The Costs of Maintaining a Rental Property

The Costs of Maintaining a Rental Property

An essential part of investing in rental home ownership and property management is knowing how much it will cost you to maintain your investment. A property that costs more to maintain than it earns just isn’t sustainable.

Negative income flow is often the reason people decide to sell their rental properties, which can result in even further loss. That’s why it’s so important to know the costs and have a budget for them prior to purchasing a property.

The industry standard

There are many ways to estimate how much property owners should have saved each year for maintenance. The most accurate way to do this is to create an estimated budget.

By creating a budget, you will have an accurate estimate of how much you will need to cover the costs of ownership. This includes repairs, replacements, or any other maintenance related to your rental property.

The Costs of Maintaining a Rental Property

Fixed property expenses

These are the expenses that you will have to pay regardless of whether or not you currently have tenants. They are the basic costs of homeownership that you will have to pay every month, which will make it easier to include in a tentative budget.

Property management

There are many advantages to hiring a property management company. They can be invaluable when it comes to things like applicant screening, collecting rent, and dealing with delinquencies. They can also handle assuring that routine maintenance, as well as any landscaping needs are completed.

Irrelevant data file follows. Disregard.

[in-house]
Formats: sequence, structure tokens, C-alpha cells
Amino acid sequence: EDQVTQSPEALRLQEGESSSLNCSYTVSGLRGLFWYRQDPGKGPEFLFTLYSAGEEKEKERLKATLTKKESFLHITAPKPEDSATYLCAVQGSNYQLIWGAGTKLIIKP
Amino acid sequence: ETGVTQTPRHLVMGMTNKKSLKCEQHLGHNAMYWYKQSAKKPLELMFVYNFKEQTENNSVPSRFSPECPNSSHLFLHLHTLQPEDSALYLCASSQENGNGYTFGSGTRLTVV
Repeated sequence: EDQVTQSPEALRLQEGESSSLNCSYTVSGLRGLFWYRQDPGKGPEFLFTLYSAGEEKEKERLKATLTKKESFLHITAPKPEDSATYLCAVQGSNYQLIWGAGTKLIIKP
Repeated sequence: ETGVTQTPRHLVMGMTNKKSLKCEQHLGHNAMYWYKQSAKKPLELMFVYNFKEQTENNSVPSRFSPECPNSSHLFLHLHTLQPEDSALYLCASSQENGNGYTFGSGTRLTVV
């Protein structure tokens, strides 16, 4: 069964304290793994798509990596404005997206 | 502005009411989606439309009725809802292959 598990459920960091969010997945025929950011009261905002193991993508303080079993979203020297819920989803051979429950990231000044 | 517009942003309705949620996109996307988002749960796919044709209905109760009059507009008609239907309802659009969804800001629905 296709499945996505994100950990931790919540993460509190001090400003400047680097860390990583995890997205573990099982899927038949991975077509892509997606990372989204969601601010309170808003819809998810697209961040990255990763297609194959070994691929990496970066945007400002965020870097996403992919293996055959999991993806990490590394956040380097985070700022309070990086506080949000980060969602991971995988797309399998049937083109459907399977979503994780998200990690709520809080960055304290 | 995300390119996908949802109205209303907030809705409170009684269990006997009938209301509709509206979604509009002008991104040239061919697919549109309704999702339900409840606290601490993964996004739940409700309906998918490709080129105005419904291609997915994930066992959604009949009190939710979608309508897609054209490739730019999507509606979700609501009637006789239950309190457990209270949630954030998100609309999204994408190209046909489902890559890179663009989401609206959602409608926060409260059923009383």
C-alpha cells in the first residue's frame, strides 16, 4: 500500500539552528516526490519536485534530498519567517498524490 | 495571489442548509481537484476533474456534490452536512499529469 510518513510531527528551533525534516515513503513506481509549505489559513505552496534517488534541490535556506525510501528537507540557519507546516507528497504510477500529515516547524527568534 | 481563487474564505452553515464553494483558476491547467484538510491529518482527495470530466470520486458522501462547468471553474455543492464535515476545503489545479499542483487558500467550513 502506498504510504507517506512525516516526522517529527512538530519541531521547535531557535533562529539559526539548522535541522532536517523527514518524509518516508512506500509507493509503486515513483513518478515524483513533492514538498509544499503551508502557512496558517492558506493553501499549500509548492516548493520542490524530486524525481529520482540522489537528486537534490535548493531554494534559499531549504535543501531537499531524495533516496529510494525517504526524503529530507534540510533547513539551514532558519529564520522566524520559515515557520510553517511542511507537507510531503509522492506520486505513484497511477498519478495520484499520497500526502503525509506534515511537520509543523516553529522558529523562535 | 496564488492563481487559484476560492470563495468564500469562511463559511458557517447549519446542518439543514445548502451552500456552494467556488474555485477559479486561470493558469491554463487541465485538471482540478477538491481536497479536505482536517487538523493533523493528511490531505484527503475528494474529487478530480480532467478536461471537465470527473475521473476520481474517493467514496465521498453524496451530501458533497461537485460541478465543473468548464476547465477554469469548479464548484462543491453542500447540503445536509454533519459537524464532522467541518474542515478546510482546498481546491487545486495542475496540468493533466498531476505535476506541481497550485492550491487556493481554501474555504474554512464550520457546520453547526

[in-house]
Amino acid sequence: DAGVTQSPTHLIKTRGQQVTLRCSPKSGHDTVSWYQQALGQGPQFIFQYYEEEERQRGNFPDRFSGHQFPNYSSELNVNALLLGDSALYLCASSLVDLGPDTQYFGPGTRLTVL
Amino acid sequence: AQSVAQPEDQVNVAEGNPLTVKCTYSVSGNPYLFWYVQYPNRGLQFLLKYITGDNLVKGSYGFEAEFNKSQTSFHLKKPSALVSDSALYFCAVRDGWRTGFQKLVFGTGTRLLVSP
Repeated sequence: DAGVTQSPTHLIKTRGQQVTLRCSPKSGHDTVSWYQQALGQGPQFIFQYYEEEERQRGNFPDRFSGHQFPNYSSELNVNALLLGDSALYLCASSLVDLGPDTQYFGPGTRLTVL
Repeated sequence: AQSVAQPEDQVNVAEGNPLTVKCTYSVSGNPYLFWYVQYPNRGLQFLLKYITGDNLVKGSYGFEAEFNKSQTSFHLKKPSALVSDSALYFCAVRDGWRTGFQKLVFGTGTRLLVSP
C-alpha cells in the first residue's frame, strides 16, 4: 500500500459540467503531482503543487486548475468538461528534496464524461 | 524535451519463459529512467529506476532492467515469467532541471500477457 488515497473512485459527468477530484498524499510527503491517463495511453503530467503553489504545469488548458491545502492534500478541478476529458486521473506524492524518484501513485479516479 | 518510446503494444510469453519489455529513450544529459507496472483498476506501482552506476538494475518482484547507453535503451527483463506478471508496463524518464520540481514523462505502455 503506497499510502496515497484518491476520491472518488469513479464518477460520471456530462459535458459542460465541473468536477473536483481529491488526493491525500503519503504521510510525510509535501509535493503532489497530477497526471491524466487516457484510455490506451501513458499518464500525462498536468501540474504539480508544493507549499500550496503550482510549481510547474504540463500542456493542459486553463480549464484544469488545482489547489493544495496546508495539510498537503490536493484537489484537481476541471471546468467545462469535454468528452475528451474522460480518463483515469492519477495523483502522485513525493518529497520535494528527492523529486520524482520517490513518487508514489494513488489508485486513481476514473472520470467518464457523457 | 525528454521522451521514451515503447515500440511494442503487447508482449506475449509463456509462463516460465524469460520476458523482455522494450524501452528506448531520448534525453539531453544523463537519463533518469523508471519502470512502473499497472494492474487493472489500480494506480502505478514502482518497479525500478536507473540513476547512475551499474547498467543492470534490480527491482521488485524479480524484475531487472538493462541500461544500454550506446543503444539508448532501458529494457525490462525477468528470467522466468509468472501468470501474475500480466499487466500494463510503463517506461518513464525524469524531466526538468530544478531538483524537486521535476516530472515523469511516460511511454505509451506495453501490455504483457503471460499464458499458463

They are particularly beneficial if you don’t live near the property you’re planning on renting out, if you’re considering a multi-family home with multiple units and tenants, or if you have limited time to manage the property yourself.

You’ll want to shop around to choose the right company to fit your needs. Not only should pricing be a consideration, but you also want to be certain that whoever you decide to go with has a good reputation, and a proven track record in successful property management.  

Property taxes

To find out the current property tax amount, contact the county assessor. They will be able to provide the exact amount you’d be paying currently. Also, after closing escrow, make sure you are aware of the property tax you will be paying, as it can vary greatly from what the seller is paying. 

It’s worth noting that property taxes can change significantly over time. What you pay now may not be what you pay next year. Factor additional money into the budget for increased property taxes down the road. 


While tenants typically pay for their own utilities such as electricity, gas, and water, properties like multi-family homes may require additional utility costs. As an example, if you’re thinking of purchasing an apartment building, then you’ll be footing the bill for things like outside lighting, such as the parking lot. 

You’ll also want to factor in the cost of utilities when the home is vacant. This could be for a brief, or extended period of time. You may know well in advance of the vacancy, or it could happen suddenly. For these reasons it’s best to have money budgeted for this cost at all times.

Pest control

Pest control is a mostly preventative cost. Typically it will include the application of pesticides in and around the property. To ensure a tenant’s safety and comfort, a property owner must be prepared to take care of any infestations that occur as swiftly as possible.

It’s always best to get quotes from a few reputable companies. It may seem like your least expensive option is the best way to go, but this clearly will not always be the case. While most pest control companies will largely offer identical services, things like reliability, turnaround time, and thoroughness are extremely important. 

If possible, choose a company that offers after hours or on-call service in case of an event like a rodent or other pest infestation that might need immediate attention. Keep in mind that this will usually be subject to an additional charge, or require a contract.

Waste management, landscaping, and shared use

The landlord is responsible for coordination of regular trash collection, any landscaping needs, as well as cleanliness and maintenance of any shared use areas, unless otherwise stated in a rental agreement.